Bihar Chief Minister and senior JD-U leader Nitish Kumar emerged from the fiercely contested last year’s assembly election virtually battered but unbowed. Even after his party slipped to the third position with 43 seats, Nitish is leaving no room for BJP to maneuver. The BJP bagged 74 seats in the election, 31 more than the JD-U tally.
The BJP kept its pre-poll promise by accepting Nitish as CM even as his baiters predicted that BJP would take the command from him. But Nitish proved them wrong as he continued to wield his ‘big brother’ position.
Recently, Nitish also gained electorally when Rashtriya Lok Samata Party (RLSP) of former union minister Upendra Kuswaha merged with his party with the JD-U. It will help him to consolidate Lav (Kurmi)-Kush (Koeri) caste combination, comprising nearly six percent of votes, in favour of his party. It will only create hurdles for the BJP’s plan to make inroads into this social group.
Political analysts, however, believe that Nitish will find it difficult to remain in the number one slot all the time in the next five years. The BJP has sensed that Nitish’s best days are already over and that it has all the reasons to step in, they contend.
The 69-year-old Nitish was sworn in as CM last November for possibly his last term. In the beginning, his priority has been to re-infuse energy into his party ranks after an unimpressive performance in the assembly election. He held a series of meetings with his party workers and leaders, and also with unsuccessful party candidates, to find out the reasons for the setbacks.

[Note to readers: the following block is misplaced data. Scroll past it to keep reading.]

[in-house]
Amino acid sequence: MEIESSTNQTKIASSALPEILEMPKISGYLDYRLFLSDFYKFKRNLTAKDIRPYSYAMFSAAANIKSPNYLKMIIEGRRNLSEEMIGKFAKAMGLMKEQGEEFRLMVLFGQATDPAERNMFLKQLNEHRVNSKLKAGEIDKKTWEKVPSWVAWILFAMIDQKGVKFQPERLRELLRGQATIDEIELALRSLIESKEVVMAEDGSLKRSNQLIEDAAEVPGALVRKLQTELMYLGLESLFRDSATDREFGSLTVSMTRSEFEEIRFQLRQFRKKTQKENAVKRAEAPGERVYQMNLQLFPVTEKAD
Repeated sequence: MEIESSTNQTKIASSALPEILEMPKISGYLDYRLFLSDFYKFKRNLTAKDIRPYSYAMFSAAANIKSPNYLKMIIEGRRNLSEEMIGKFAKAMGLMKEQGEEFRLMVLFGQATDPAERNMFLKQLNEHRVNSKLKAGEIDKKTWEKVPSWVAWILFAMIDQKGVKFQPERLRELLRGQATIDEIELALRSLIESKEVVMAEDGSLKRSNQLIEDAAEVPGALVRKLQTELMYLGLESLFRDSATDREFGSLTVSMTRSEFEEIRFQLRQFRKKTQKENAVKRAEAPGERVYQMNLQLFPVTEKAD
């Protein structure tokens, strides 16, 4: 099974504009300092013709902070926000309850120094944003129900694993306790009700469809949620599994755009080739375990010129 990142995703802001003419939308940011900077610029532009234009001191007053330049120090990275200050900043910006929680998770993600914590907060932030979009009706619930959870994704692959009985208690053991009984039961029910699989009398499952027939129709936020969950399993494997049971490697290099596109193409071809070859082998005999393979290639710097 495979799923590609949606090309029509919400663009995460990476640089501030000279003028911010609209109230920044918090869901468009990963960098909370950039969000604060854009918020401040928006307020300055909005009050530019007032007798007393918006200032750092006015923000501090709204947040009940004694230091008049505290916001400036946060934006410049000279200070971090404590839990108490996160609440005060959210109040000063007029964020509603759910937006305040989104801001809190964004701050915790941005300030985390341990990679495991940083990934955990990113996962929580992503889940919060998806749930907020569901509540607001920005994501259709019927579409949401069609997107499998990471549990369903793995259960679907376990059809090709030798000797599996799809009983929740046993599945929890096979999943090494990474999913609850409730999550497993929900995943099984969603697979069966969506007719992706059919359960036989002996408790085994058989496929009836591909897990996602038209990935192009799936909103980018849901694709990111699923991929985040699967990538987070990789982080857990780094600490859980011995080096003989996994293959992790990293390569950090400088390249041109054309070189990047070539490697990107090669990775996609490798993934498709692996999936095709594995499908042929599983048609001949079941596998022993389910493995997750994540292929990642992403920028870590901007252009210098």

Nitish later shifted his attention to maintaining his preeminent position in the Bihar NDA despite his party’s lacklustre performance in the election. He found this task not as hard because the BJP has no leader of his stature in the state.
BJP’s moves on the political chessboard have also not been less interesting as it shifted former deputy chief minister Sushil Kumar Modi, considered one of the closest aides of Nitish, to New Delhi as a Rajya Sabha member. In another move, it brought party spokesperson and former Union minister Syed Shahnawaz Hussain to Bihar. Initially it was thought that it was part of BJP leadership’s game plan to thwart Nitish’s attempt to regain his big brother position. But Shahnawaz Hussain, once considered a blue-eyed boy of BJP patriarch Atal Bihari Vajpayee, has exhibited no sign of it so far. Shahnawaz has been given the crucial portfolio of the industry department and since then, he has largely confined himself to his beat.
The BJP is faced with a paradox — even though it has grown much electorally, it has no leader who could be the face of the party in the state. The recent unseemly behaviour by BJP minister Samrat Chaudhary against assembly speaker Vijay Kumar Sinha, himself a BJP MLA, in the assembly, shows how BJP is facing the leadership crisis, particularly after the departure of Sushil Modi from the state’s political scene.
The saffron party has made its two leaders, Tarkishore Prasad and Renu Devi, deputy chief ministers, but they lack the requisite stature to challenge the leadership of Nitish. Some call it BJP’s stopgap arrangement before it makes a big move such as asking Nitish to join the Union cabinet or offering him something even bigger.
But for now, BJP’s “go slow” approach gives Nitish a leeway to recalibrate his political strategy.